The distribution of I. bütschlii is worldwide. Most likely to be the original host, pigs are often targeted with I. bütschlii. I. bütschlii is identified as a non-pathogenic parasite. Often, this parasite is mistaken as a pathogenic parasite because non-pathogenic and pathogenic parasites have the same characteristics. In terms of illnesses, humans have a low prevalence of I. bütschlii (4-8%). I. butschlii is an indicator of oral-fecal contamination and humans may experience diarrhea.
The trophozoites are 9–14 micrometres in diameter. Trophozoites are one of the two forms of I.bütschlii. This form has a pseudopodia for locomotion. The pseudopodia is short and blunt. It moves in a slow manner. The trophozoite has a single nucleus, prominent for nuclear endosome and many cytoplasmic vacuoles. The ectoplasm and the granular endoplasm are often hard to distinguish. The nucleus is fairly large and vesicular, containing a large endosome, surrounding by light staining granules about midway between it and the nuclear membrane. Achromatic strands stretch between the endosome and nuclear membrane without any peripheral granules. Food vacuoles are commonly filled with bacteria and yeast. Trophozoites are often identified by a stool smear, found in loose stools.
The cysts are 8–10 micrometres in diameter, with a thick wall and a large glycogen vacuole that stains darkly with iodine. Usually harmless, it may cause amebiasis in immunologically compromised individuals.  As the second form of I. butschlii, cysts have an oval shaped- single nucleus with a prominent nuclear endosome. This form is also large, single, glycogen-filled vacuole called iodinophilous vacuole (glycogen stains with iodine). Cysts are the infective stage of I. bütschlii. Unlike trophozoites, cysts are often found in formed stools.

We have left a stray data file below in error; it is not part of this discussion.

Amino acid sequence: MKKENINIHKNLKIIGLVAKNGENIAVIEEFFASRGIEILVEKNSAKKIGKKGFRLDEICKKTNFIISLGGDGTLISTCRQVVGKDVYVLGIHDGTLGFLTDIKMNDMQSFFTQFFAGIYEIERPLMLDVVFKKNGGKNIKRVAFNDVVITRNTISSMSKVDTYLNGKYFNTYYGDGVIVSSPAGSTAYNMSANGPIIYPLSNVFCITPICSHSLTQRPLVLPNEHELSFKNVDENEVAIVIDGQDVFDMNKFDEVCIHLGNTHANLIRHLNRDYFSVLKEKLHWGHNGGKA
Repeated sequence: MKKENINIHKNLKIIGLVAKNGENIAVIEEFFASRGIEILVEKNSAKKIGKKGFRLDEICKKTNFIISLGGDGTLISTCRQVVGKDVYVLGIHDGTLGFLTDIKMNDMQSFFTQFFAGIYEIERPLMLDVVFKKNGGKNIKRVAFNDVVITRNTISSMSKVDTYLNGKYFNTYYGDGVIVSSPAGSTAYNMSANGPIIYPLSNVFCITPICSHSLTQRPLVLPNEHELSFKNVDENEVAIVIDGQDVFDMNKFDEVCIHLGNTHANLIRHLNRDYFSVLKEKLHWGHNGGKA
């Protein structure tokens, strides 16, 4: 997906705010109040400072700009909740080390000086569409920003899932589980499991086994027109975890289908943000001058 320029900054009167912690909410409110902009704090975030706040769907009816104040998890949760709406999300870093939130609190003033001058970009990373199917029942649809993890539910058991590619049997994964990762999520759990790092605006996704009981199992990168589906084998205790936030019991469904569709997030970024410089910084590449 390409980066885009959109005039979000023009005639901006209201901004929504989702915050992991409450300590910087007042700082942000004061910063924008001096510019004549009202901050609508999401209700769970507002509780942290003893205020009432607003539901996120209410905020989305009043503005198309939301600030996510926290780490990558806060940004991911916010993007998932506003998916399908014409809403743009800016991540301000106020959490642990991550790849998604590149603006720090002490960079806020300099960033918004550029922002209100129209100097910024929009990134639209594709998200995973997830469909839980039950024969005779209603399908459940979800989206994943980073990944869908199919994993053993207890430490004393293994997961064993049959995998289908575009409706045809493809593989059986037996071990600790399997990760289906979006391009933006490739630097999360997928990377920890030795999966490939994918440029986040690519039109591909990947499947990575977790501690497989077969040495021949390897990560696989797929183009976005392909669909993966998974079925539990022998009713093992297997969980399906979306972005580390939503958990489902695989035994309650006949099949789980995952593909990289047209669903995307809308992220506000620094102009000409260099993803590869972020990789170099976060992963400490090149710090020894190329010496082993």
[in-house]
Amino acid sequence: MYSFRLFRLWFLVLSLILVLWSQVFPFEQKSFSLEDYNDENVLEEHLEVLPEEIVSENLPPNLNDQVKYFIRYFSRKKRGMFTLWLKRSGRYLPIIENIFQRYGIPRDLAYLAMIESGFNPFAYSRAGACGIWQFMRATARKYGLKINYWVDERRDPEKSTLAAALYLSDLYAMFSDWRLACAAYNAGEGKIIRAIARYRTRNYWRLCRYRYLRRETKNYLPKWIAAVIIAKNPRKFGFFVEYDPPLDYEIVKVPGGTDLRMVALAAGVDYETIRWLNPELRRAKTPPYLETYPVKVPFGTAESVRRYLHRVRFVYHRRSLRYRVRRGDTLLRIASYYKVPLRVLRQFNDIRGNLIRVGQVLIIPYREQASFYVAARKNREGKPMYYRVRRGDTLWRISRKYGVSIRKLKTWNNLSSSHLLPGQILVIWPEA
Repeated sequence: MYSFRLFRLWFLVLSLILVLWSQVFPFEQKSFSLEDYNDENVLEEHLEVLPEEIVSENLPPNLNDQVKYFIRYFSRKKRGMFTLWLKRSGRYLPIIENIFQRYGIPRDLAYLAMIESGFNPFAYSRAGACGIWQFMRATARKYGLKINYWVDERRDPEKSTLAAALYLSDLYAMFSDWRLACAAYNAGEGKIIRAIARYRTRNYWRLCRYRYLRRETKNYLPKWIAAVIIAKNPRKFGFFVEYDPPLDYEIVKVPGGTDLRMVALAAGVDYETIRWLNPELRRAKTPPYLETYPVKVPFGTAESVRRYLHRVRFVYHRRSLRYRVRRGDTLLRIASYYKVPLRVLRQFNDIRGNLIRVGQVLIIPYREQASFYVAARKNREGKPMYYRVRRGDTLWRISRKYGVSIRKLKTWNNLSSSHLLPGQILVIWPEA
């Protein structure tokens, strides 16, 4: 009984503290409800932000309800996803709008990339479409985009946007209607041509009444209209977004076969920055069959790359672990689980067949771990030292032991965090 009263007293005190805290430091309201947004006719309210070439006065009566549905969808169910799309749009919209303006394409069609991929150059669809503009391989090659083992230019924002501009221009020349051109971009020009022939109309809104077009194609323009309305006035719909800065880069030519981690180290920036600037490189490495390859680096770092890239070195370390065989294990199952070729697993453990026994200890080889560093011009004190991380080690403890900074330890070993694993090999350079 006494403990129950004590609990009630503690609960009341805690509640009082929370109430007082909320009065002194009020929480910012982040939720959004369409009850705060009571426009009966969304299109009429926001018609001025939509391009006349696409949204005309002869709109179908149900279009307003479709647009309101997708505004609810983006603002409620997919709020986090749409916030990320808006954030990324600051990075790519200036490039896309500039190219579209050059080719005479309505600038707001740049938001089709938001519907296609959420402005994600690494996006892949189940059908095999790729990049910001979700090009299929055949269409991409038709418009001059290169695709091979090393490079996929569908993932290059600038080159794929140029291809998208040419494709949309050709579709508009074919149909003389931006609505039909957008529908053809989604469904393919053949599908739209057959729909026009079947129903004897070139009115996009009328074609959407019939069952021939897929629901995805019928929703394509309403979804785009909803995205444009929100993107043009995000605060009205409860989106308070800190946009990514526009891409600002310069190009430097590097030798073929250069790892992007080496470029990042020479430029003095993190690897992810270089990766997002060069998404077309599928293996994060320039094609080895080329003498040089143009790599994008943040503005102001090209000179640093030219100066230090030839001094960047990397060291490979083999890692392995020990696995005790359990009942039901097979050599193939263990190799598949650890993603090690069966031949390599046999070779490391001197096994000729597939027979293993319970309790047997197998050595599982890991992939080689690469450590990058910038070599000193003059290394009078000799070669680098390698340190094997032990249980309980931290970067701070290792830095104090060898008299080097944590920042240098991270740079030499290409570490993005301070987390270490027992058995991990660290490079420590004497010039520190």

trophozoite in cecum & colon-->cyst in feces- ingested-->trophozoite in cecum & colon
In a research study, amebas were seen in stool samples of a patient and identified as I. bütschlii. The patient was treated with dehydroemetine and chloroquine. After treatment they noticed the patient’s complement fixation titer decreased to 1:2 in a serum sample, obtained two months later.
- "Definition: Iodamoeba from Online Medical Dictionary".
- "Iodamoeba". Retrieved 2009-01-17.
- Roberts/Janovy, Larry/John (2008). Foundations of Parasitology 8th edition. McGraw-Hill Science/Engineering/Math. pp. 115–116. ISBN 978-0-07-302827-9.
- Sullivan, John (2009). A Color Atlas of Parasitology. San Francisco, CA: University of San Francisco. p. 36. ISBN 978-0-9665807-7-8.
- "OSPHL Image Library: Iodamoeba beutschli". Retrieved 2009-01-17.
- "Non-pathogenic amoeba". Retrieved 2009-01-17.
- VISVESVARA and STEHR-GREEN, GOVINDA and JEANETTE (July–August 1990). "Epidemiology of Free-Living Ameba Infections". Journal of Eukaryotic Microbiology. 47 (4): 7. doi:10.1111/j.1550-7408.1990.tb01142.x.